There’s a disjunct in magic between technique-based systems and theory-based systems.Theorists: Crowley, Blavatsky, Mathers, Waite, Carroll. These are the people who make up systems — Crowley makes up Thelema, Blavatsky makes up Theosophy, Mathers makes up the Golden Dawn, Waite makes up . . . um . . . some really impenetrable prose, mostly, and Carroll makes up Chaos Magick. It’s a very modern approach, really — to make a system, to link things together and say “behold, I have figured. it. out!”
Technicians: Spare, Bardon (who has plenty of theory, but focuses on technique). There’s a paucity of technicians. But Spare is much more interested in getting results — not just physical results; that’s a misapprehension. Bardon has three books, two and a half of which are composed entirely of technique. This approach is a bit postmodern, actually. It opens up the possibility for all manner of theory. One can use Spare’s techniques without adopting his worldview — if you can figure it out. One can use Bardon, as well, and one frequently does *cough*, without accepting his rather odd worldview.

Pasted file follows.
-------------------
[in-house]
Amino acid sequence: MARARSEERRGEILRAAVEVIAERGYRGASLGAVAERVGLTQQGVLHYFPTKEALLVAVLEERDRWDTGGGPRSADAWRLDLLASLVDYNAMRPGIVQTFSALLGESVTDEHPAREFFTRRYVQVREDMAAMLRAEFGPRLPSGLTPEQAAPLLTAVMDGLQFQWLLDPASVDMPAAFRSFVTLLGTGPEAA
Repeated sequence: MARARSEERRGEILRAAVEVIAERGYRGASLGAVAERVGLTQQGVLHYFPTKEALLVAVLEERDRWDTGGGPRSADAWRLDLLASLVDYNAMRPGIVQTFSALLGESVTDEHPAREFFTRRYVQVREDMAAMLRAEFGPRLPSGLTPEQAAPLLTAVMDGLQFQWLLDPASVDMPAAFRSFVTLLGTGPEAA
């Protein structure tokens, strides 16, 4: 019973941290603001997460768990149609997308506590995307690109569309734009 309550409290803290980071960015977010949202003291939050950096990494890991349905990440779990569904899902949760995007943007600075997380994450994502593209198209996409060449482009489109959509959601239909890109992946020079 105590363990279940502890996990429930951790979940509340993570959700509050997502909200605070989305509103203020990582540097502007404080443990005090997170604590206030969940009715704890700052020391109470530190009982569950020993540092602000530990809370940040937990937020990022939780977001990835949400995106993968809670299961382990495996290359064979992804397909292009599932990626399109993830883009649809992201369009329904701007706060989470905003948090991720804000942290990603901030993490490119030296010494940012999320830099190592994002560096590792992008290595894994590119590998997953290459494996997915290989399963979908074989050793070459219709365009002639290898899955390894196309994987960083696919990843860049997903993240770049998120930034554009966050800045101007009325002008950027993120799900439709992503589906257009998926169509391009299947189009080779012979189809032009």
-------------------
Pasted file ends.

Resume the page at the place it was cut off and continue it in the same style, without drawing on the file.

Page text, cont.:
To find the purest technique — ars divorced entirely from theoria — requires going to folk magic, though. That’s the true postmodern magic: hoodoo and pow wow and such. In that light, the disjunction is also tied to social class. The rich do theory. The poor do magic. After all, the poor need to do magic.